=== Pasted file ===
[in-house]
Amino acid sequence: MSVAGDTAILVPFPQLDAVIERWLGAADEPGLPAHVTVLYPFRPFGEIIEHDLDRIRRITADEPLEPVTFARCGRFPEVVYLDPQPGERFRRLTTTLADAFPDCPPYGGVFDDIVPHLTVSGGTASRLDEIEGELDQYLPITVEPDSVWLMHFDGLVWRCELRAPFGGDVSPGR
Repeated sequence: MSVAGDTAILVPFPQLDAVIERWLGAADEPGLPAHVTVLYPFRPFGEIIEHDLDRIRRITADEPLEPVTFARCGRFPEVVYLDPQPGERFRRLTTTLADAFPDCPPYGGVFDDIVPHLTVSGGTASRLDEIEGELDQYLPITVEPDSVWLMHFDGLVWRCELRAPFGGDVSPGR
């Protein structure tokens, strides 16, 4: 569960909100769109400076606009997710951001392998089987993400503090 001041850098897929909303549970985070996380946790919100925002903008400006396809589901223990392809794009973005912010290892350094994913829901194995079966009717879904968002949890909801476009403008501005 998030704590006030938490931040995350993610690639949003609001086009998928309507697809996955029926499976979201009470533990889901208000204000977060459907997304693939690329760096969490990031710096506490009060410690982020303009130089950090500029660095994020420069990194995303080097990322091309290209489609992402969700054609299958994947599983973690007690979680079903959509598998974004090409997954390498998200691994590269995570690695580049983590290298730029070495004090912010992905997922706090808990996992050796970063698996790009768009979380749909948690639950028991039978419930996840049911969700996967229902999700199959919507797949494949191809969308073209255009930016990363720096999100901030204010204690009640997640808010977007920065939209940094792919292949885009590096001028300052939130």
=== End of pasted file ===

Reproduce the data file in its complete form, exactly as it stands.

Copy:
[in-house]
Amino acid sequence: MSVAGDTAILVPFPQLDAVIERWLGAADEPGLPAHVTVLYPFRPFGEIIEHDLDRIRRITADEPLEPVTFARCGRFPEVVYLDPQPGERFRRLTTTLADAFPDCPPYGGVFDDIVPHLTVSGGTASRLDEIEGELDQYLPITVEPDSVWLMHFDGLVWRCELRAPFGGDVSPGR
Repeated sequence: MSVAGDTAILVPFPQLDAVIERWLGAADEPGLPAHVTVLYPFRPFGEIIEHDLDRIRRITADEPLEPVTFARCGRFPEVVYLDPQPGERFRRLTTTLADAFPDCPPYGGVFDDIVPHLTVSGGTASRLDEIEGELDQYLPITVEPDSVWLMHFDGLVWRCELRAPFGGDVSPGR
């Protein structure tokens, strides 16, 4: 569960909100769109400076606009997710951001392998089987993400503090 001041850098897929909303549970985070996380946790919100925002903008400006396809589901223990392809794009973005912010290892350094994913829901194995079966009717879904968002949890909801476009403008501005 998030704590006030938490931040995350993610690639949003609001086009998928309507697809996955029926499976979201009470533990889901208000204000977060459907997304693939690329760096969490990031710096506490009060410690982020303009130089950090500029660095994020420069990194995303080097990322091309290209489609992402969700054609299958994947599983973690007690979680079903959509598998974004090409997954390498998200691994590269995570690695580049983590290298730029070495004090912010992905997922706090808990996992050796970063698996790009768009979380749909948690639950028991039978419930996840049911969700996967229902999700199959919507797949494949191809969308073209255009930016990363720096999100901030204010204690009640997640808010977007920065939209940094792919292949885009590096001028300052939130």